On Monday in this space I brought forward a few ideas for making the annual FIFA Club World Cup a better organised, more relevant tournament, one of which involved growing the event to eight teams and holding a traditional group stage.

Scheduling is one of the Club World Cup`s many shortcomings, and a group stage would have prevented the three-day gap between the competition`s opener and the next round of matches.

On Thursday host side Sanfrecce Hiroshima, the J.League champions, kicked off the 2012 instalment of world football`s only true, international club tournament with a 1-0 win over Oceania Champions League winners Auckland City, who were making their fourth Club World Cup appearance.

Attendance—another of the event`s weaknesses—was modest (about 25,000 fans came through the gates at the 72,000-capacity Yokohama International Stadium), but any momentum the event might have build, especially with the home team winning, was dealt a serious blow by the reality that the competition`s next match would only be played on Sunday.

Granted, the Club World Cup is built more for television and sponsorships than local attendance (which is ironic given its relatively limited TV exposure in many countries), but the fact remains that for any tournament to be successful the local fan-base must be engaged—thus the inclusion of host teams in these sorts of things.

In any case, there will be two matches played on Sunday before another three-day break, then the semifinal round on Wednesday and Thursday when the competition really gets going and, finally, the championship match on Sunday, December 16. The representatives of Europe and South America get byes to the semifinals—yet another of the tournament`s flaws—and in six of the eight Club World Cups so far staged they have met in the final, with the UEFA Champions League winners emerging triumphant on four occasions.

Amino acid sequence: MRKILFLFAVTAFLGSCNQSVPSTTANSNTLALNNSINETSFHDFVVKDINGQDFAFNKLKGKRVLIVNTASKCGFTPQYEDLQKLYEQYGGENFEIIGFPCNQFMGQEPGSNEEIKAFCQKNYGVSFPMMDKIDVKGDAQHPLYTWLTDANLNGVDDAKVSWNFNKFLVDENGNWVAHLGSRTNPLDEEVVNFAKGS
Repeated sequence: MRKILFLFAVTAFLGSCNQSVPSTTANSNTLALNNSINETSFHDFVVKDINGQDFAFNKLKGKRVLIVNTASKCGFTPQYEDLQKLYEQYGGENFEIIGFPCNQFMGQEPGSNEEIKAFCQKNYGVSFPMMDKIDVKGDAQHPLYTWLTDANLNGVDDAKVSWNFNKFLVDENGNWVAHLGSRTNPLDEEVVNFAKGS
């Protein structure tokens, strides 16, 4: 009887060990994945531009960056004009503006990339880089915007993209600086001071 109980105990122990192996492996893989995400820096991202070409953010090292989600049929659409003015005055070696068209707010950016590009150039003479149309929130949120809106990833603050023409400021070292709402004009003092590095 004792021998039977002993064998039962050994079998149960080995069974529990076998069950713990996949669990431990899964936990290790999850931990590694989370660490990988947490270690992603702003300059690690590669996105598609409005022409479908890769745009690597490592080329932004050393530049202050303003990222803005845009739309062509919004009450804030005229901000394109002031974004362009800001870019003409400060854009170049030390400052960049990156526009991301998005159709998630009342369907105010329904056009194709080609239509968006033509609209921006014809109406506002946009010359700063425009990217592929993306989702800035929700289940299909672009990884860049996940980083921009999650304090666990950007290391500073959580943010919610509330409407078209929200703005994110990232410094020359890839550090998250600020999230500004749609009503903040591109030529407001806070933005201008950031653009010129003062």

If that pattern is to be interrupted, this is a good a year as any for it to happen. Copa Libertadores winners Corinthians were sent to Japan from São Paulo with tremendous fanfare, and the club`s self-belief coupled with a very positive, confident period in Brazilian football has combined to make Timão, at the very least, co-favourites with European Cup holders Chelsea.

Monterrey, Al-Ahly and Ulsan Hyundai will be heard from as well. CONCACAF representatives Monterrey are making their second consecutive appearance at the Club World Cup and will be looking to avenge the disappointment of last year, where they went out on penalties to Kashiwa Reysol in the quarterfinals. Ahly won the African Champions League despite not having played a league match since the Port Said riot in February. Ulsan, finally, were the somewhat surprising winners of the Asian Champions League but only finished fifth in the 2012 K.League season.

Despite its faults, the Club World Cup does tend to serve up some interesting storylines. Here are just a few ahead of Sunday`s quarterfinals.

Sanfrecce Hiroshima: They qualified for the Club World Cup as tournament hosts after winning a first Japanese title since 1970. Veteran striker Hisato Sato—an occasional Japan international—had one of the best seasons of his career at 30 and led the top flight with 22 goals. Sanfrecce finished six points clear of runners-up Vegalta Sendai and kept an airtight defense over the course of the domestic campaign, with central defenders Hiroki Mizumoto and Kazuhiko Chiba running a tight ship in front of goalkeeper Shusaku Nishikawa. They’ll face Al-Ahly in Toyota on Sunday.

In their own words: “We’ve only had a short time to prepare since the end of the Japanese season, but my players were motivated [against Auckland City]. We were aggressive and set up to attack, and we created a number of chances although, at the end of the day, we unfortunately took only one of them.” – manager Hajime Moriyasu (FIFA.com)

Al-Ahly: When the 2011-12 Egyptian Premier League season was suspended following the Port Said stadium riot on February 1, Al-Ahly were second in the table with 36 points from 15 matches, just a point back of leaders Haras El Hodood. It was nearly two months until Ahly played their next competitive match—against Ethiopian Coffee in Addis Ababa. They drew 0-0 but won the return leg 3-0 thanks to a pair of Mohamed Aboutrika goals. Widely regarded as one of the finest players never to ply his trade in Europe, Aboutrika scored six Champions League goals as Ahly advanced all the way to the final, where they beat Tunisian giants Esperance over two legs.